JGP study explains how chromomycin A2 affects insulin secretion.
Glucose is a primary source for cellular energy, but chronic exposure to elevated glucose is toxic for cells. Pancreatic β cells respond to spikes in blood glucose levels by secreting insulin, a hormone that instructs other body cells to take up and metabolize the sugar. Impaired insulin secretion or loss of β cells can cause diabetes, a disease that in 2017 affected almost 10% of US adults (1). The pathways regulating insulin secretion have been intensively studied but are still not fully understood. In their new JGP paper, Kalwat et al. present their insights on how the compound chromomycin A2 (CMA2) affects β-cell insulin secretion—findings that could lead to better understanding of this important process (2).
β-cell insulin secretion is regulated through two major pathways, both stimulated by the products of glucose metabolism. In the triggering pathway, which is fairly well studied, glucose metabolism generates ATP that ultimately spurs opening of plasma membrane calcium channels, thereby prompting the release (via exocytosis) of insulin-containing vesicles. The other pathway driving insulin secretion, the amplifying pathway, is more mysterious (3).
“The amplifying pathway generates a host of metabolic intermediates that increase the amount of insulin a β cell secretes in response to a calcium signal,” explains Michael Kalwat, an instructor at the University of Texas Southwestern. “This can account for almost half of the insulin that’s secreted.”
Seeking new tools to study this process, Kalwat conducted a high-throughput screen to identify compounds that affect β-cell insulin secretion (4). One of the strongest hits from the screen was CMA2, a member of the aureolic acid family produced by the marine bacterium Streptomyces anulatus. CMA2 potently inhibits insulin secretion, so it would not be therapeutically useful in treating diabetic disease that results from impaired insulin secretion. “But,” notes Kalwat, “whatever you find about how that inhibitor works could point you toward discovering a novel positive regulatory pathway.”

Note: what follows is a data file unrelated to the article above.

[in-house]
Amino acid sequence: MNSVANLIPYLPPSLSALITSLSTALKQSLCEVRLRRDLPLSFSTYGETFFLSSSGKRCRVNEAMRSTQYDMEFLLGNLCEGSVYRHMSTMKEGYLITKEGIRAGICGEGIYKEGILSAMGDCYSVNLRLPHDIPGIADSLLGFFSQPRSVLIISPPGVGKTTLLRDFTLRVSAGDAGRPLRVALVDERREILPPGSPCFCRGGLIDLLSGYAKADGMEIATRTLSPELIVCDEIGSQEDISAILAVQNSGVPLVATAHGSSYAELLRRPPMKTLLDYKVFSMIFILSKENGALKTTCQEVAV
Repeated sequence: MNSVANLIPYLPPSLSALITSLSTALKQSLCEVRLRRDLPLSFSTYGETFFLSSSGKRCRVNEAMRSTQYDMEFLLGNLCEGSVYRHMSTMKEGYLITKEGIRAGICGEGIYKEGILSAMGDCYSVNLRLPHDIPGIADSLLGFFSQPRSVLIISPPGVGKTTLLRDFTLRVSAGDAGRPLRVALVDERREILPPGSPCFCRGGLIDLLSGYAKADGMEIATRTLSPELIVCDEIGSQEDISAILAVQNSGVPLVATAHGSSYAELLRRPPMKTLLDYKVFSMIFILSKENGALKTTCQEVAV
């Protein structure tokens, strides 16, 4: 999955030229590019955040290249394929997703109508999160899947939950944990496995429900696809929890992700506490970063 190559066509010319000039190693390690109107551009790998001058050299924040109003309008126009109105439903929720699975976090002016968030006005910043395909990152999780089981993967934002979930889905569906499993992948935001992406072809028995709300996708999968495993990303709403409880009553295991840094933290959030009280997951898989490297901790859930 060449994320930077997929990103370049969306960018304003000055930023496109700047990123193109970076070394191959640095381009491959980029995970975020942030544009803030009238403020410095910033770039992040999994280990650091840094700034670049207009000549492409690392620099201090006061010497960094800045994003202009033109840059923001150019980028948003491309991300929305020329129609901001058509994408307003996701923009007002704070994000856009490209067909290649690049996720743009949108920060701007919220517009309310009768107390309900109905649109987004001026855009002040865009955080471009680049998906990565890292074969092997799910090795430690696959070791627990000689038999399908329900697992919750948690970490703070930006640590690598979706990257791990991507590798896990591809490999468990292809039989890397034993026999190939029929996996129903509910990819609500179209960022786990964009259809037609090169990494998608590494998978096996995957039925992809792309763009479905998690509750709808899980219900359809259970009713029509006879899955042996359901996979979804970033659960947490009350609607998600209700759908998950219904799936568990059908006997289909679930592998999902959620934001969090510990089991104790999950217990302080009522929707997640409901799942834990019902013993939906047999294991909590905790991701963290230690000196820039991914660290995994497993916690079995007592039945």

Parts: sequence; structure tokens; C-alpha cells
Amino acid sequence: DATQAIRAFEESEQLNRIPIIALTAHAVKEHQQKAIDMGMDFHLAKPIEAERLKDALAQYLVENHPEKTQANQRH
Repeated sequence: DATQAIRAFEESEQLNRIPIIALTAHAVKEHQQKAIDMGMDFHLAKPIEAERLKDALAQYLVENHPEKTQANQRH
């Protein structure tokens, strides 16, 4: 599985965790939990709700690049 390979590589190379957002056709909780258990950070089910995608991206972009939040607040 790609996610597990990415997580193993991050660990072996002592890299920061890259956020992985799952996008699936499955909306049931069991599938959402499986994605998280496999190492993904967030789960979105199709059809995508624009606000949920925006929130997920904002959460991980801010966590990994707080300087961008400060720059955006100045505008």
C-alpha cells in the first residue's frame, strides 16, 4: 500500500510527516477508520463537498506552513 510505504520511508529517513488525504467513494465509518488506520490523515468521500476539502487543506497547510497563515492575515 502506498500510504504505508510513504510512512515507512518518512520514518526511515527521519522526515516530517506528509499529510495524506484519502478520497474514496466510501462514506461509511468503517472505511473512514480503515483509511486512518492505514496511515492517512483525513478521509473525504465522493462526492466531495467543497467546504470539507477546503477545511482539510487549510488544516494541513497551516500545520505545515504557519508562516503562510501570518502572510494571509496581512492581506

Kalwat et al. found that although short-term exposure (1–2 h) to CMA2 did not impact insulin secretion, prolonged treatment (24 h) blocked insulin secretion from both isolated β cells and intact human islets. But CMA2 did not prevent insulin production, nor did it affect glucose-stimulated calcium influx, even after 24 h. Instead, 24 h exposure to CMA2 altered the expression of several β-cell genes, suggesting that a large part of CMA2’s effect on insulin secretion might be attributable to its impacts on gene expression. Surprisingly, the closely related compound mithramycin, which can also alter gene expression in cells, was ∼50 times less effective in blocking insulin secretion compared with CMA2.
CMA2 affects a long list of genes, so to help focus their inquiries, Kalwat et al. used the Fusion database, which links natural products like CMA2 with the genes whose expression they modulate, and clusters those genes into functional groups (5). Consistent with prior studies (6), the analysis suggested CMA2 might affect expression of genes in the β-catenin/Wnt signaling pathway, which is known to be important for insulin secretion. Experiments conducted by Kalwat et al. confirmed that CMA2 indeed disrupts signaling by the β-catenin/Wnt signaling pathway.
The authors’ results suggest that CMA2 may affect the expression of genes involved in both the triggering and amplifying insulin secretion pathways. This may include targets associated with mitogen-activated protein kinase signaling, S6 phosphorylation, β-catenin/Wnt, and possibly even exocytosis, although the data do not rule out potential interactions with protein targets. Currently, Kalwat is pursuing RNA sequencing analysis to identify which genes are uniquely affected by CMA2 compared with mithramycin. He says, “I anticipate that this data will lead to new knowledge about β-cell function.”